A typical Sunday morning before mass in a lively parish these days is full of frenzy. Some parishes try to calm things down with a little music and maybe some focused praise and worship, which is admirable. I’ve noticed that Extraordinary Mass parishes tend to be quite quiet, but intensely so, perhaps with a pre-mass public rosary and some quiet tones puffed out from the organ before the Bell rings and people stand at attention.
The idea of preparing for mass as if getting ready for something truly grand is accentuated within the rubrics itself in the old rites. Before the priest formally goes up to the altar to kiss it and begin, the ministers and servers start by reciting the “preparatory prayers at the foot of the altar”. The priest humbly bows at the altar publicly to contrast the smallness of his humanity with the greatness of the Presence of God that will be on the altar a short while later.
In the Dominican Rite, the priest says the “Actiones Nostras” which is a simple prayer that God will help the celebrant:
We beseech You O Lord to precede our actions with Your inspiration and accompany them with Your help, that all of our works may begin with you and having been started, finished through You.
A humble prayer indeed, reminding the priest and the people that God works through us in the sacred liturgy.
In the Roman Rite, there is a slightly longer prayer based on Psalm 42, said in alternation with the servers:
I will go in unto the altar of God. To God who giveth joy to my youth. Judge me, O God, and distinguish my cause against an ungodly nation: O deliver me from the unjust and deceitful man: for Thou art my God and my strength. Send out Thy light and Thy truth: they have led me and brought me unto Thy holy hill, even unto Thy tabernacles.
Here, the parallel of ascending to the altar and ascending the holy mountain conjures up images of Moses ascending the mountain to receive the Law from God, or the disciples ascending the Mount to hear Jesus’ key teachings, or witness His transfiguration. In all cases, the office of the priest is guarded against any pride in that he must continually rely on God’s grace to start and continue the mass.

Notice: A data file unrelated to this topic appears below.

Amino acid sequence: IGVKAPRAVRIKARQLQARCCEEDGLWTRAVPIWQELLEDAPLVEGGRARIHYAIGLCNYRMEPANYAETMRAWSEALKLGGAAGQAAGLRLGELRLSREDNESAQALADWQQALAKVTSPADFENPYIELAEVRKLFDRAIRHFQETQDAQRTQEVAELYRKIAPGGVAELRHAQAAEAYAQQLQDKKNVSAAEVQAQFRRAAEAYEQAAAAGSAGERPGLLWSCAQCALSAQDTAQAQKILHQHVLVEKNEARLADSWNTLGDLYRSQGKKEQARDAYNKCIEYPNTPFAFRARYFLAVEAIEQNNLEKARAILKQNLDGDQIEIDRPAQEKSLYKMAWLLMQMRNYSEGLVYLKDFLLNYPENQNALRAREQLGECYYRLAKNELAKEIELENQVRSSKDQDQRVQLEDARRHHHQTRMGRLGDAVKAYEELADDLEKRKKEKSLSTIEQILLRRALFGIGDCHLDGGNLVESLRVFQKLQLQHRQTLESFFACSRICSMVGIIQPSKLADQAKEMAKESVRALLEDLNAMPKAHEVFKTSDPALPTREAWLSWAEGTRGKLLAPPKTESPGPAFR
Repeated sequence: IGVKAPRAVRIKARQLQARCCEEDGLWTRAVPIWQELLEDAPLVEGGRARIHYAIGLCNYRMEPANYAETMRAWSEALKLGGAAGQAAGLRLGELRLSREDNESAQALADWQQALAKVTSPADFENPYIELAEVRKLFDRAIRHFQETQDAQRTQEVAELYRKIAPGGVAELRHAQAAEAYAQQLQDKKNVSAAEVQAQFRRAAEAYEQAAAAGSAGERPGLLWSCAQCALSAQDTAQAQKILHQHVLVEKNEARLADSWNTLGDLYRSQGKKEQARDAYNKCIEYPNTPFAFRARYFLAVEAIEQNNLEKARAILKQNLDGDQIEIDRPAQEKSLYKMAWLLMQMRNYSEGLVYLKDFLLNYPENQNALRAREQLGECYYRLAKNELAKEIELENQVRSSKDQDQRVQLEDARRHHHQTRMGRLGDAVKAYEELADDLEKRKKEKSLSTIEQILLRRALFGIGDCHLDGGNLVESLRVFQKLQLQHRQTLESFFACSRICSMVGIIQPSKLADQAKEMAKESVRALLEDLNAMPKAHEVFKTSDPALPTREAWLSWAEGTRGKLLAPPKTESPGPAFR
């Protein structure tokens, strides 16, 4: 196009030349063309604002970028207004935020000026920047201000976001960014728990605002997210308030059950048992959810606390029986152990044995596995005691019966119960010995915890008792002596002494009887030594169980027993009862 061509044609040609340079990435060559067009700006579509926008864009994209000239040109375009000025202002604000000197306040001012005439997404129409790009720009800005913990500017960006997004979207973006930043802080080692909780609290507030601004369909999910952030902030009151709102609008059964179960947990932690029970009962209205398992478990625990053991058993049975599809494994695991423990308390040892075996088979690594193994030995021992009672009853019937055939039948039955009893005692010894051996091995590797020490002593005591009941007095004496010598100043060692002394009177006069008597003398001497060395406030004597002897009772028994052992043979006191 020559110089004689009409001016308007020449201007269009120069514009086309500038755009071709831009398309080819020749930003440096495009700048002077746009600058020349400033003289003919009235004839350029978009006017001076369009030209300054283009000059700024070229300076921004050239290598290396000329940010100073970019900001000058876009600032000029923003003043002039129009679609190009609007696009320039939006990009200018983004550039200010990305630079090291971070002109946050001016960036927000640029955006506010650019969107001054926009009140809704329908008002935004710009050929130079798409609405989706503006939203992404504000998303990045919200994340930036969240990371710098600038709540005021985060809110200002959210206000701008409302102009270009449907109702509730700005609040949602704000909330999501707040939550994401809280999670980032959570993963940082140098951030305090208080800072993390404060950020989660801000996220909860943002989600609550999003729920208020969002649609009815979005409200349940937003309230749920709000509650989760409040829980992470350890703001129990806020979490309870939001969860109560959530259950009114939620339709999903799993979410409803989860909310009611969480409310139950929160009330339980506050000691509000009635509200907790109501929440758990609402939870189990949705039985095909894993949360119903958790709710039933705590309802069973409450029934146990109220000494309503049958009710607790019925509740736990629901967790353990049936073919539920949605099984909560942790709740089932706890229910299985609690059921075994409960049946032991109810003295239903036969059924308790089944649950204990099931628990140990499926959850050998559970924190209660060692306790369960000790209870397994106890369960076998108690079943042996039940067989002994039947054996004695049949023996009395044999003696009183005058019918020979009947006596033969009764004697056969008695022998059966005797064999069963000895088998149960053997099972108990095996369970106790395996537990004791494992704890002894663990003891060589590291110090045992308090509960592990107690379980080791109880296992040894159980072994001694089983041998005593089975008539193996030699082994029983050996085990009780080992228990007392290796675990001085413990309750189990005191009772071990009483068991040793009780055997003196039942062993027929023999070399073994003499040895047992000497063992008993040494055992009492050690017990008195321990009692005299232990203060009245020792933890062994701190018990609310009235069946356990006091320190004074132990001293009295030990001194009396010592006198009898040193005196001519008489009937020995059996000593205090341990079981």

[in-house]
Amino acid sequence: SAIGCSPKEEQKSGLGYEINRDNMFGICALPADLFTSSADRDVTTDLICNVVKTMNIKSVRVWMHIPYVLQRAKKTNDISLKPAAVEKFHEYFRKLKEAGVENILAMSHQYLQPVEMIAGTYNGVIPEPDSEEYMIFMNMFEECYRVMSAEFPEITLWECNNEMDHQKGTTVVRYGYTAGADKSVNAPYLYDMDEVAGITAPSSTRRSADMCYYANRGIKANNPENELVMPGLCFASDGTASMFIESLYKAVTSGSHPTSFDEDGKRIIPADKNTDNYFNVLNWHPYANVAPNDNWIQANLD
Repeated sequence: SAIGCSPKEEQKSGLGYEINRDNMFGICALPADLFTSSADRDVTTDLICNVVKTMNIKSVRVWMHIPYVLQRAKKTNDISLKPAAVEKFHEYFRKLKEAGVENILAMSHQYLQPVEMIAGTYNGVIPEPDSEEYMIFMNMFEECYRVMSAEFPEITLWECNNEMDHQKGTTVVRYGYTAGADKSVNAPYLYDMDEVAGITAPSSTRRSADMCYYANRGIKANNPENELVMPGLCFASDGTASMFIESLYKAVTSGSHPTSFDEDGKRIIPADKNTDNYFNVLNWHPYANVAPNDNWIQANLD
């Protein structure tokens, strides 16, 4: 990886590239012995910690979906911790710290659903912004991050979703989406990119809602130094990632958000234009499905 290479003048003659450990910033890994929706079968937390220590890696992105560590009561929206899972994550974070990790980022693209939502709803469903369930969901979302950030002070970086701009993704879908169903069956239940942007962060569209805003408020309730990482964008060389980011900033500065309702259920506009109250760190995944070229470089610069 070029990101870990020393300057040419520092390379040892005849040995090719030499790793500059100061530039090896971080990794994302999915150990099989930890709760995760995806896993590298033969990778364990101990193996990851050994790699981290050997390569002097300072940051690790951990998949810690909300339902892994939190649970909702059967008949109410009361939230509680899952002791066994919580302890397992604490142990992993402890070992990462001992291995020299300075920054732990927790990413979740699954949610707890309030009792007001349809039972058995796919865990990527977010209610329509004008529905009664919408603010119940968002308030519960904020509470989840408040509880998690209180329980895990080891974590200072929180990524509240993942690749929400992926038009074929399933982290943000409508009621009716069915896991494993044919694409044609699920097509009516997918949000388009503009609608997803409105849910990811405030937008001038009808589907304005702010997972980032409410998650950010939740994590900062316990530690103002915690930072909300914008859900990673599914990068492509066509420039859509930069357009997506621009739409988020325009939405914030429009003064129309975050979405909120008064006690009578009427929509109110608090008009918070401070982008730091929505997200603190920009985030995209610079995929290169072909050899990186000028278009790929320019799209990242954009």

If that’s not enough, in both rites, the priest then says the “I Confess” on his own with the deacon, subdeacon and servers, on behalf of the people, responding with the prayer for mercy “May Almighty God have mercy on you…” and then they alternate, which completes the humbling reminder to the entire community of our sinfulness, our contrition and gratitude for God’s forgiveness. Only after this prayer of confession and purification is concluded does the priest then climb up the steps to the altar as he prepares to enter the sacred mysteries of the Mass.
The aesthetics of this give us a lot to reflect on when we know what is happening. A similar idea is meant to be conveyed in the penitential rite of the Novus Ordo, but sometimes it feels as if the significance of the symbolism has been lessened by the elimination of these prayers. Without manipulating the rubrics of the Mass, I wonder if it would help set the right tone for a community for the people to prepare privately for mass with these prayers, and for the priest and the servers to pray this together in the sacristy before the opening procession, so as to protect them from the hubbub of the pre-mass frenzy.
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